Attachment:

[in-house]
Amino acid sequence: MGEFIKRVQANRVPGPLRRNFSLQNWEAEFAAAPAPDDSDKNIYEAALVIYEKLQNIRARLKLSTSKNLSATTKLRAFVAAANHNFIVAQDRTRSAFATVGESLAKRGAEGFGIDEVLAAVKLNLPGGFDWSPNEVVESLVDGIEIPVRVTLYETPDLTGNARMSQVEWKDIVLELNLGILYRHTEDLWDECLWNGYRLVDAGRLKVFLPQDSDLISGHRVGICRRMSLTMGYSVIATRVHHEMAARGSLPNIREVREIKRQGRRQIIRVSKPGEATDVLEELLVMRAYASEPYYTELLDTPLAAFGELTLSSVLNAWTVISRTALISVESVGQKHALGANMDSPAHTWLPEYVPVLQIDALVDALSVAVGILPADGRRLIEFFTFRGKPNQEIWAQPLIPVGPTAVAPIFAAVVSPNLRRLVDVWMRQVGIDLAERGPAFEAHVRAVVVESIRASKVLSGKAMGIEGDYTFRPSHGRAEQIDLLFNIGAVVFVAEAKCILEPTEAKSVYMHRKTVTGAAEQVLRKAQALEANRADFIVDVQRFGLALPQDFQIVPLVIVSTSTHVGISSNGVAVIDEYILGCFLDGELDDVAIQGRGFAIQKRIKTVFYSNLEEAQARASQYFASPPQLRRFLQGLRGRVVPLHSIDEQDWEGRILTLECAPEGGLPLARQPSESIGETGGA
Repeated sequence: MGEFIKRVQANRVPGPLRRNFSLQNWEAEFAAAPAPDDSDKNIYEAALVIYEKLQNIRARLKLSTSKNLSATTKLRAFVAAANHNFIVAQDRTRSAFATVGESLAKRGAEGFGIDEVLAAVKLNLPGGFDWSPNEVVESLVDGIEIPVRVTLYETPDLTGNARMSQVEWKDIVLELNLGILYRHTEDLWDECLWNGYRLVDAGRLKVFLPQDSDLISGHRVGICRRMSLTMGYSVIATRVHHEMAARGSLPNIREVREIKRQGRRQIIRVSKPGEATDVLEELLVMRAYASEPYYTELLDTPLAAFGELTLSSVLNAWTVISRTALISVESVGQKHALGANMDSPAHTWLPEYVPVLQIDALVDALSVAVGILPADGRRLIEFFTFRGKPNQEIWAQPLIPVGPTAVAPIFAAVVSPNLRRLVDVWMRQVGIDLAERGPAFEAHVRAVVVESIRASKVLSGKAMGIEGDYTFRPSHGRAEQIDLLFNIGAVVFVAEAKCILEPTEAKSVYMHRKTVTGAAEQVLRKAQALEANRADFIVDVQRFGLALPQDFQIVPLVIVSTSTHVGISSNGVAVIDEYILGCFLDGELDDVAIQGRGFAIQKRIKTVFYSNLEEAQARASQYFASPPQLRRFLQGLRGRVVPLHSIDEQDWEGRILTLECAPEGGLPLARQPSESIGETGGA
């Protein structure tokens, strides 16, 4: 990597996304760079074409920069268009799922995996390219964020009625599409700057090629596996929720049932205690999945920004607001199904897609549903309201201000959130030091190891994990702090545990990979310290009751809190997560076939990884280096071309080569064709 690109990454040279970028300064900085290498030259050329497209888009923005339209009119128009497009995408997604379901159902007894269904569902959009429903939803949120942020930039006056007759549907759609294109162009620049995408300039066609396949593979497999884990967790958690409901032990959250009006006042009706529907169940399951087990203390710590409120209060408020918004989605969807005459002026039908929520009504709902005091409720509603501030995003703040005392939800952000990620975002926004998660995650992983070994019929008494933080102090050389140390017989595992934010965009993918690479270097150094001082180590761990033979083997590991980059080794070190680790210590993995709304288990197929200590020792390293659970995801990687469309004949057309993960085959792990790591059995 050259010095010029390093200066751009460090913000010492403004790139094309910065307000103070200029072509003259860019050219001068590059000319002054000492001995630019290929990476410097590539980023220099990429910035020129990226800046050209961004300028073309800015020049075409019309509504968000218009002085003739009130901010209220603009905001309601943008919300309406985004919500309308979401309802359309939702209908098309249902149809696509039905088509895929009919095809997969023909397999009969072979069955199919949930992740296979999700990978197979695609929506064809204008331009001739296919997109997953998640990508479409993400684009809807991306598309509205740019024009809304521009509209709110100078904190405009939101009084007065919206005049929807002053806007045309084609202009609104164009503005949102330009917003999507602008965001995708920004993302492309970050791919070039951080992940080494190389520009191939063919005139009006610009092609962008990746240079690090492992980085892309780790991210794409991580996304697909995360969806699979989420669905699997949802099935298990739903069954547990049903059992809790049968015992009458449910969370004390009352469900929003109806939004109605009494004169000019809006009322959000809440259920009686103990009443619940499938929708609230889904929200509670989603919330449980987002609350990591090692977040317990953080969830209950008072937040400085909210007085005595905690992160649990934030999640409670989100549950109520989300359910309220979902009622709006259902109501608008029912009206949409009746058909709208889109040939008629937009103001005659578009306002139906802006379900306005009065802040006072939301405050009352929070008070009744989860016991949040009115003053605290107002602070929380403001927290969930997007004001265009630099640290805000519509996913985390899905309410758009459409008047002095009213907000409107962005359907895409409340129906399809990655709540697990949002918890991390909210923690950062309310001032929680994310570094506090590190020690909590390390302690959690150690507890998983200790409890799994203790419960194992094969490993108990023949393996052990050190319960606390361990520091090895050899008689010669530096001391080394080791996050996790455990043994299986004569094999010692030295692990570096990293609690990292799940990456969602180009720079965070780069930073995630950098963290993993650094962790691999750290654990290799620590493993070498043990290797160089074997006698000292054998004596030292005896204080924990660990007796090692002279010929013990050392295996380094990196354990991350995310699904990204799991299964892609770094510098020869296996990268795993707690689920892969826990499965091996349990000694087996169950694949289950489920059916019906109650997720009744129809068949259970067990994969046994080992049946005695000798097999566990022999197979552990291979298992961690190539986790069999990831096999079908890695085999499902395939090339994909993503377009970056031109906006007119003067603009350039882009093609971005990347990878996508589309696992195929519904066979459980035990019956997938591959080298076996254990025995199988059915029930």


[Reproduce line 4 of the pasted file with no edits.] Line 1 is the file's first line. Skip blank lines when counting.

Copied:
């Protein structure tokens, strides 16, 4: 990597996304760079074409920069268009799922995996390219964020009625599409700057090629596996929720049932205690999945920004607001199904897609549903309201201000959130030091190891994990702090545990990979310290009751809190997560076939990884280096071309080569064709 690109990454040279970028300064900085290498030259050329497209888009923005339209009119128009497009995408997604379901159902007894269904569902959009429903939803949120942020930039006056007759549907759609294109162009620049995408300039066609396949593979497999884990967790958690409901032990959250009006006042009706529907169940399951087990203390710590409120209060408020918004989605969807005459002026039908929520009504709902005091409720509603501030995003703040005392939800952000990620975002926004998660995650992983070994019929008494933080102090050389140390017989595992934010965009993918690479270097150094001082180590761990033979083997590991980059080794070190680790210590993995709304288990197929200590020792390293659970995801990687469309004949057309993960085959792990790591059995 050259010095010029390093200066751009460090913000010492403004790139094309910065307000103070200029072509003259860019050219001068590059000319002054000492001995630019290929990476410097590539980023220099990429910035020129990226800046050209961004300028073309800015020049075409019309509504968000218009002085003739009130901010209220603009905001309601943008919300309406985004919500309308979401309802359309939702209908098309249902149809696509039905088509895929009919095809997969023909397999009969072979069955199919949930992740296979999700990978197979695609929506064809204008331009001739296919997109997953998640990508479409993400684009809807991306598309509205740019024009809304521009509209709110100078904190405009939101009084007065919206005049929807002053806007045309084609202009609104164009503005949102330009917003999507602008965001995708920004993302492309970050791919070039951080992940080494190389520009191939063919005139009006610009092609962008990746240079690090492992980085892309780790991210794409991580996304697909995360969806699979989420669905699997949802099935298990739903069954547990049903059992809790049968015992009458449910969370004390009352469900929003109806939004109605009494004169000019809006009322959000809440259920009686103990009443619940499938929708609230889904929200509670989603919330449980987002609350990591090692977040317990953080969830209950008072937040400085909210007085005595905690992160649990934030999640409670989100549950109520989300359910309220979902009622709006259902109501608008029912009206949409009746058909709208889109040939008629937009103001005659578009306002139906802006379900306005009065802040006072939301405050009352929070008070009744989860016991949040009115003053605290107002602070929380403001927290969930997007004001265009630099640290805000519509996913985390899905309410758009459409008047002095009213907000409107962005359907895409409340129906399809990655709540697990949002918890991390909210923690950062309310001032929680994310570094506090590190020690909590390390302690959690150690507890998983200790409890799994203790419960194992094969490993108990023949393996052990050190319960606390361990520091090895050899008689010669530096001391080394080791996050996790455990043994299986004569094999010692030295692990570096990293609690990292799940990456969602180009720079965070780069930073995630950098963290993993650094962790691999750290654990290799620590493993070498043990290797160089074997006698000292054998004596030292005896204080924990660990007796090692002279010929013990050392295996380094990196354990991350995310699904990204799991299964892609770094510098020869296996990268795993707690689920892969826990499965091996349990000694087996169950694949289950489920059916019906109650997720009744129809068949259970067990994969046994080992049946005695000798097999566990022999197979552990291979298992961690190539986790069999990831096999079908890695085999499902395939090339994909993503377009970056031109906006007119003067603009350039882009093609971005990347990878996508589309696992195929519904066979459980035990019956997938591959080298076996254990025995199988059915029930």